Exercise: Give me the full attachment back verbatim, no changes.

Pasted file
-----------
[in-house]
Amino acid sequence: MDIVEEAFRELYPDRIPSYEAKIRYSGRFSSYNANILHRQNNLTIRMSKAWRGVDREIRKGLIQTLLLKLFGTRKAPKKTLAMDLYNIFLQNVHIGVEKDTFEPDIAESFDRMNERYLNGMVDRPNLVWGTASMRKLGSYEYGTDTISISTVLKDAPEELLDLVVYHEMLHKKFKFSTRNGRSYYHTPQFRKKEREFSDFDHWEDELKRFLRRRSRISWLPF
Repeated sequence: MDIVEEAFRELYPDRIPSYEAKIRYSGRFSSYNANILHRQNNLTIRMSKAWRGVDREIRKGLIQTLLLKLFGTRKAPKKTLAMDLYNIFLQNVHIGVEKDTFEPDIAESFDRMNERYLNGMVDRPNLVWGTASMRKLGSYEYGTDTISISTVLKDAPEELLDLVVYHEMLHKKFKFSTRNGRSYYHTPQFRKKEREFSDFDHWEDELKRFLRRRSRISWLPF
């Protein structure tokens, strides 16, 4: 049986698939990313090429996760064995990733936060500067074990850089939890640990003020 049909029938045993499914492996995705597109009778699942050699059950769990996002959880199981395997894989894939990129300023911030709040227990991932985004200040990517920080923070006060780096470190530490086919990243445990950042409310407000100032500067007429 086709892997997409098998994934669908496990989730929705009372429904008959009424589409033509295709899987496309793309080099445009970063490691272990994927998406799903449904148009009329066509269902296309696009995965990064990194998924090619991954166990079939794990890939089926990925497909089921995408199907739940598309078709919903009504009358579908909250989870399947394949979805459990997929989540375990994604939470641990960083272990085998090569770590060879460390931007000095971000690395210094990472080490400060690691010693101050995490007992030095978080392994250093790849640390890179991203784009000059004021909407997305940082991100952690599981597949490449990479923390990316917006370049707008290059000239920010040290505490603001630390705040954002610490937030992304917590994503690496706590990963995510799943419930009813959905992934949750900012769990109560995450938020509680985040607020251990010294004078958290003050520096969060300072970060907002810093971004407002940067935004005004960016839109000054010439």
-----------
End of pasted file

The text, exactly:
[in-house]
Amino acid sequence: MDIVEEAFRELYPDRIPSYEAKIRYSGRFSSYNANILHRQNNLTIRMSKAWRGVDREIRKGLIQTLLLKLFGTRKAPKKTLAMDLYNIFLQNVHIGVEKDTFEPDIAESFDRMNERYLNGMVDRPNLVWGTASMRKLGSYEYGTDTISISTVLKDAPEELLDLVVYHEMLHKKFKFSTRNGRSYYHTPQFRKKEREFSDFDHWEDELKRFLRRRSRISWLPF
Repeated sequence: MDIVEEAFRELYPDRIPSYEAKIRYSGRFSSYNANILHRQNNLTIRMSKAWRGVDREIRKGLIQTLLLKLFGTRKAPKKTLAMDLYNIFLQNVHIGVEKDTFEPDIAESFDRMNERYLNGMVDRPNLVWGTASMRKLGSYEYGTDTISISTVLKDAPEELLDLVVYHEMLHKKFKFSTRNGRSYYHTPQFRKKEREFSDFDHWEDELKRFLRRRSRISWLPF
């Protein structure tokens, strides 16, 4: 049986698939990313090429996760064995990733936060500067074990850089939890640990003020 049909029938045993499914492996995705597109009778699942050699059950769990996002959880199981395997894989894939990129300023911030709040227990991932985004200040990517920080923070006060780096470190530490086919990243445990950042409310407000100032500067007429 086709892997997409098998994934669908496990989730929705009372429904008959009424589409033509295709899987496309793309080099445009970063490691272990994927998406799903449904148009009329066509269902296309696009995965990064990194998924090619991954166990079939794990890939089926990925497909089921995408199907739940598309078709919903009504009358579908909250989870399947394949979805459990997929989540375990994604939470641990960083272990085998090569770590060879460390931007000095971000690395210094990472080490400060690691010693101050995490007992030095978080392994250093790849640390890179991203784009000059004021909407997305940082991100952690599981597949490449990479923390990316917006370049707008290059000239920010040290505490603001630390705040954002610490937030992304917590994503690496706590990963995510799943419930009813959905992934949750900012769990109560995450938020509680985040607020251990010294004078958290003050520096969060300072970060907002810093971004407002940067935004005004960016839109000054010439």